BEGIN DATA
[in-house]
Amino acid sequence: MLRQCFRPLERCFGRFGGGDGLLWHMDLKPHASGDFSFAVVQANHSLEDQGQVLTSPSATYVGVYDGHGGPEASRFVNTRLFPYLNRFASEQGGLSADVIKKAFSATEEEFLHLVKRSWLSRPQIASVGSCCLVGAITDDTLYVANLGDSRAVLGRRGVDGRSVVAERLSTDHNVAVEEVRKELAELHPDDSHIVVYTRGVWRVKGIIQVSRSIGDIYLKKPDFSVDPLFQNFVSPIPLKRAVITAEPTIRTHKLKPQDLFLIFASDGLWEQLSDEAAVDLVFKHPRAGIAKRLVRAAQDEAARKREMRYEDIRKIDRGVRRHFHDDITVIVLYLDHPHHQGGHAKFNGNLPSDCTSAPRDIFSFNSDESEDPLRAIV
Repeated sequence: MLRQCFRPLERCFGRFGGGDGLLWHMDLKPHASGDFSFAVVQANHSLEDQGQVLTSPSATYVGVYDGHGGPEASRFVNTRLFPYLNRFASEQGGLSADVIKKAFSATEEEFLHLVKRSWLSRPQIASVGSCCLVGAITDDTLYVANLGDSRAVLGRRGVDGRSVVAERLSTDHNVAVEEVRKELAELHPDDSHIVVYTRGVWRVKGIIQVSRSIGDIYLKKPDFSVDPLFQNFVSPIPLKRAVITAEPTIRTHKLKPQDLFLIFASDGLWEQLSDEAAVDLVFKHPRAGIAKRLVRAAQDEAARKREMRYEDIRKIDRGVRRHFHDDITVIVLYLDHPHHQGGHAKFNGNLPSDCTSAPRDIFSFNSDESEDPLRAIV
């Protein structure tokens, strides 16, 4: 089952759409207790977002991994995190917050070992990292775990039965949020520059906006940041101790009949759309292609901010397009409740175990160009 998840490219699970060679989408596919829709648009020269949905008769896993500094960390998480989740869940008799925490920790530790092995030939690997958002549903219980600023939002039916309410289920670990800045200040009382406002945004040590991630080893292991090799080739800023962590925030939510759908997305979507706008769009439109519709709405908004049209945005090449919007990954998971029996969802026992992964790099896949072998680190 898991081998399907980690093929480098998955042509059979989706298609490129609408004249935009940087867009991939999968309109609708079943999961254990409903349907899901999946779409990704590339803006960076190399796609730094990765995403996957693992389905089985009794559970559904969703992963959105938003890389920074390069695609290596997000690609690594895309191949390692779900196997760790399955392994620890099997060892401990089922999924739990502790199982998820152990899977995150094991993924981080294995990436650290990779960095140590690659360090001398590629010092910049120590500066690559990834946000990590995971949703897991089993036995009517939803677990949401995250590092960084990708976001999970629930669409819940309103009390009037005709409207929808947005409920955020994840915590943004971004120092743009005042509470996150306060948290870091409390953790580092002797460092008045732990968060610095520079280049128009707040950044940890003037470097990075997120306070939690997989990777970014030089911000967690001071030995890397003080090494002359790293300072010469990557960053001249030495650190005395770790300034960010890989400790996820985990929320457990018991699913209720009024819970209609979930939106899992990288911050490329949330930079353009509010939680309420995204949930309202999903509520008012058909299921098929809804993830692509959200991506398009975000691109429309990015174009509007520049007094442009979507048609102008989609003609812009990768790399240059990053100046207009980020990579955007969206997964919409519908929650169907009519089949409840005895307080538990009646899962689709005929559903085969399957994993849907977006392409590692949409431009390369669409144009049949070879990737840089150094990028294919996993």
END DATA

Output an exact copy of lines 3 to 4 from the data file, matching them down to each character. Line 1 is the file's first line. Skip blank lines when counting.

Repeated sequence: MLRQCFRPLERCFGRFGGGDGLLWHMDLKPHASGDFSFAVVQANHSLEDQGQVLTSPSATYVGVYDGHGGPEASRFVNTRLFPYLNRFASEQGGLSADVIKKAFSATEEEFLHLVKRSWLSRPQIASVGSCCLVGAITDDTLYVANLGDSRAVLGRRGVDGRSVVAERLSTDHNVAVEEVRKELAELHPDDSHIVVYTRGVWRVKGIIQVSRSIGDIYLKKPDFSVDPLFQNFVSPIPLKRAVITAEPTIRTHKLKPQDLFLIFASDGLWEQLSDEAAVDLVFKHPRAGIAKRLVRAAQDEAARKREMRYEDIRKIDRGVRRHFHDDITVIVLYLDHPHHQGGHAKFNGNLPSDCTSAPRDIFSFNSDESEDPLRAIV
């Protein structure tokens, strides 16, 4: 089952759409207790977002991994995190917050070992990292775990039965949020520059906006940041101790009949759309292609901010397009409740175990160009 998840490219699970060679989408596919829709648009020269949905008769896993500094960390998480989740869940008799925490920790530790092995030939690997958002549903219980600023939002039916309410289920670990800045200040009382406002945004040590991630080893292991090799080739800023962590925030939510759908997305979507706008769009439109519709709405908004049209945005090449919007990954998971029996969802026992992964790099896949072998680190 898991081998399907980690093929480098998955042509059979989706298609490129609408004249935009940087867009991939999968309109609708079943999961254990409903349907899901999946779409990704590339803006960076190399796609730094990765995403996957693992389905089985009794559970559904969703992963959105938003890389920074390069695609290596997000690609690594895309191949390692779900196997760790399955392994620890099997060892401990089922999924739990502790199982998820152990899977995150094991993924981080294995990436650290990779960095140590690659360090001398590629010092910049120590500066690559990834946000990590995971949703897991089993036995009517939803677990949401995250590092960084990708976001999970629930669409819940309103009390009037005709409207929808947005409920955020994840915590943004971004120092743009005042509470996150306060948290870091409390953790580092002797460092008045732990968060610095520079280049128009707040950044940890003037470097990075997120306070939690997989990777970014030089911000967690001071030995890397003080090494002359790293300072010469990557960053001249030495650190005395770790300034960010890989400790996820985990929320457990018991699913209720009024819970209609979930939106899992990288911050490329949330930079353009509010939680309420995204949930309202999903509520008012058909299921098929809804993830692509959200991506398009975000691109429309990015174009509007520049007094442009979507048609102008989609003609812009990768790399240059990053100046207009980020990579955007969206997964919409519908929650169907009519089949409840005895307080538990009646899962689709005929559903085969399957994993849907977006392409590692949409431009390369669409144009049949070879990737840089150094990028294919996993």